• In the majority opinion written by Justice Anthony Kennedy, the Supreme Court said times have changed to such a degree that online retailers no longer qualify for “an arbitrary advantage over their competitors who collect state sales taxes” by claiming they don’t have a physical presence in a state.
  • Last year, e-commerce sales alone totaled $454 billion. When combined with traditional catalog and other “remote” sales, that figure topped half a trillion dollars.
  • Etsy and eBay both asked Congress to intervene and set up some sort of tax rules while protecting the many small merchants that sell on their platforms.
  • The South Dakota case on tax collection applies only to online retailers with more than $100,000 in annual sales or 200 transactions from the state.

US ignores a Tech Alternative during Border Controversy

  • The US government may have a more humane and cost-effective tech alternative to detaining families at the border.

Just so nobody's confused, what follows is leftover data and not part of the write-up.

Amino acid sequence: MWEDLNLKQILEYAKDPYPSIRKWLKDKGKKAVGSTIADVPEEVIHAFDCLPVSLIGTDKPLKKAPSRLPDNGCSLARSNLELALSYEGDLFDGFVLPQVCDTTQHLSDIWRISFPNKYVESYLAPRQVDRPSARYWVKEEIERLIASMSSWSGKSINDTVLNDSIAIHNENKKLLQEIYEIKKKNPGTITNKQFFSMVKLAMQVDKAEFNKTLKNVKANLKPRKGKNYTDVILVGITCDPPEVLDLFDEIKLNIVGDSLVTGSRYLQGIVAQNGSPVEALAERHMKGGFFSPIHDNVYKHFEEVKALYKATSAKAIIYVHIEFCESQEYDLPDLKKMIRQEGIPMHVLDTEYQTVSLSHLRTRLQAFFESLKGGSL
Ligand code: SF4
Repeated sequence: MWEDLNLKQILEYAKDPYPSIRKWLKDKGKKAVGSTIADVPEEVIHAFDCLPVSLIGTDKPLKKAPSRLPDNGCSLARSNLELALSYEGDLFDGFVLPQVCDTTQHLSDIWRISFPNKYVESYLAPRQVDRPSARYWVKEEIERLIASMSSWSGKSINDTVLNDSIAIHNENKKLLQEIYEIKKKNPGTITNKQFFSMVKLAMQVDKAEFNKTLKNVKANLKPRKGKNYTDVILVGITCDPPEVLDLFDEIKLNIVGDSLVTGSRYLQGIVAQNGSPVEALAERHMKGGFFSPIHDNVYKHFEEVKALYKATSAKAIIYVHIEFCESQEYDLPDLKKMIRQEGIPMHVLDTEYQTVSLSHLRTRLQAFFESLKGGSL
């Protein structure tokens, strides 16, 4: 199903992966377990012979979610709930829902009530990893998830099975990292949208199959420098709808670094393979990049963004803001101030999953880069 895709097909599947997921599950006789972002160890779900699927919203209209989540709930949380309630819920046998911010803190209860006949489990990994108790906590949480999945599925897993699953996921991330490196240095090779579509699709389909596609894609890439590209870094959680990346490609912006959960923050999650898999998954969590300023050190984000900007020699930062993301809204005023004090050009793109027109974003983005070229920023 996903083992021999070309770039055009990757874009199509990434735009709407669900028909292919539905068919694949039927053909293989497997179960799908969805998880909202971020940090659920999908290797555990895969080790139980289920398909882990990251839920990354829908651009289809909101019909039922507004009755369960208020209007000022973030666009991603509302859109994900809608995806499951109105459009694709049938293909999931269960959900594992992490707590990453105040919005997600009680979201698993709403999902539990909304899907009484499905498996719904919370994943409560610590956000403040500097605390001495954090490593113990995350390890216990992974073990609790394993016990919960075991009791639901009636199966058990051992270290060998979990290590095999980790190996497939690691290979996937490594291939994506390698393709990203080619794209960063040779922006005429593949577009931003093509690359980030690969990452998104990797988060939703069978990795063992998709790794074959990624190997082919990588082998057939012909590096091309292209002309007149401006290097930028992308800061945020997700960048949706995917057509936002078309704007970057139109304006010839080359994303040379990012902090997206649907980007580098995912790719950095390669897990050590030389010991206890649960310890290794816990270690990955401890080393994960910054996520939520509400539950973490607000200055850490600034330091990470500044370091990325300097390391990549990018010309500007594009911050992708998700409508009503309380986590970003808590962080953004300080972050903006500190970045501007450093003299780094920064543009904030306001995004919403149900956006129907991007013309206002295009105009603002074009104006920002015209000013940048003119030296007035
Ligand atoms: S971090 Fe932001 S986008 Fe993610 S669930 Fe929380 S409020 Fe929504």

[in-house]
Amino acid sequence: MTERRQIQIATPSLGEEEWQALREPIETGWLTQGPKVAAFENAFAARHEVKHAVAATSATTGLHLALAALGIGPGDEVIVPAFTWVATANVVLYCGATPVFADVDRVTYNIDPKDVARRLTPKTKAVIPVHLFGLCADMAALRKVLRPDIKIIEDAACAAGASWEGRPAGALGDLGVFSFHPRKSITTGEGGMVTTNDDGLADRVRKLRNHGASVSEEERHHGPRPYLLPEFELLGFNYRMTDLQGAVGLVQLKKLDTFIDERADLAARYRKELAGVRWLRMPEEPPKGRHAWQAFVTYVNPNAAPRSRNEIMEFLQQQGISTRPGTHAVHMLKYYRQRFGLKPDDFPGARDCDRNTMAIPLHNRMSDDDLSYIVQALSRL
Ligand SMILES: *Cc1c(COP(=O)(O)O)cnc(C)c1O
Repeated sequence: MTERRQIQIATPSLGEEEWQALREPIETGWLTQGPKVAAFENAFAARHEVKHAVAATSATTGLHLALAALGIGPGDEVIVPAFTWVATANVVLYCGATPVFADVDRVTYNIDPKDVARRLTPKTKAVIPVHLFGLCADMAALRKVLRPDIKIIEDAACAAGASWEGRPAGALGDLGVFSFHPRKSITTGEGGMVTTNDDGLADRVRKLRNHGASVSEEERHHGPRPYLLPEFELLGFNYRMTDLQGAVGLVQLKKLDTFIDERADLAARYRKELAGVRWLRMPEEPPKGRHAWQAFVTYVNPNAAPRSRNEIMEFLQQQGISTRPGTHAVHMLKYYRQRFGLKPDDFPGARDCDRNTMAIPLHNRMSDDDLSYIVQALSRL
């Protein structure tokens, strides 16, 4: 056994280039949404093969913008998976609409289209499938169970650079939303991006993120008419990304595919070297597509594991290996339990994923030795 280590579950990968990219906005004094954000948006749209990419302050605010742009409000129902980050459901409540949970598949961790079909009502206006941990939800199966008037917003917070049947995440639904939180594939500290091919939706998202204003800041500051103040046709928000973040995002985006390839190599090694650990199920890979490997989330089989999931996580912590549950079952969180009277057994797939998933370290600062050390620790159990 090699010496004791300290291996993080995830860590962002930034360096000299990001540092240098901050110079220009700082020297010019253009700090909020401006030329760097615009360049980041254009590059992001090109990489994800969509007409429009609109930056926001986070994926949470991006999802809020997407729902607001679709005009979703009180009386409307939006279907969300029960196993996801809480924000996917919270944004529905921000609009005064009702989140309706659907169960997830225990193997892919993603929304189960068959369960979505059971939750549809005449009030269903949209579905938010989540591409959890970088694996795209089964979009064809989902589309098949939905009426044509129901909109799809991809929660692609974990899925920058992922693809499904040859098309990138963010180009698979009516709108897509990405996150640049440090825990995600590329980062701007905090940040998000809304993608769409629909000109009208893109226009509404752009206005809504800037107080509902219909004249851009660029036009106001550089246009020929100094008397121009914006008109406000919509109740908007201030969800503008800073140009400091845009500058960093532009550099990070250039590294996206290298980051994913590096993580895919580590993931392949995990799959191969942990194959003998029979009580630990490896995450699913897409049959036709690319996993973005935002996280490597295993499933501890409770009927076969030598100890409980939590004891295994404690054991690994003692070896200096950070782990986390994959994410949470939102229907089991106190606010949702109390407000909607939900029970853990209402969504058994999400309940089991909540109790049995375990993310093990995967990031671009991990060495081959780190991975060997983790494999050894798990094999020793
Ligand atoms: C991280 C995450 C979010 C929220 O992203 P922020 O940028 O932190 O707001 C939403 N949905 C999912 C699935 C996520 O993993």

• The majority of undocumented immigrants detained by border patrol agents are enrolled in Immigration and Customs Enforcement’s “Alternative to Detention” program, which uses technology to keep track of people instead of physically detaining them.
  • Since the pilot program kicked off in 2004, these techniques allowed for tracking through ankle bracelets, phone check-ins with voice recognition software and a mobile app. It meant that families could stay together rather than in a detention center.
  • The technologies offer an alternative to the “zero tolerance” policy that has separated more than 2,300 children from adults at the US border in just five weeks
  • The tech alternatives program allows ICE to monitor immigrants without locking them up. An ICE spokesman said the program had a 99.8 percent compliance rate, with the majority of immigration hearings happening without a hitch.
  • ICE didn’t clarify why families in the last five weeks weren’t granted alternatives to detention.
  • As of the end of 2016, 50,825 people were approved directly at border processing sites in California, Arizona and Texas.

Summer Solstice Defined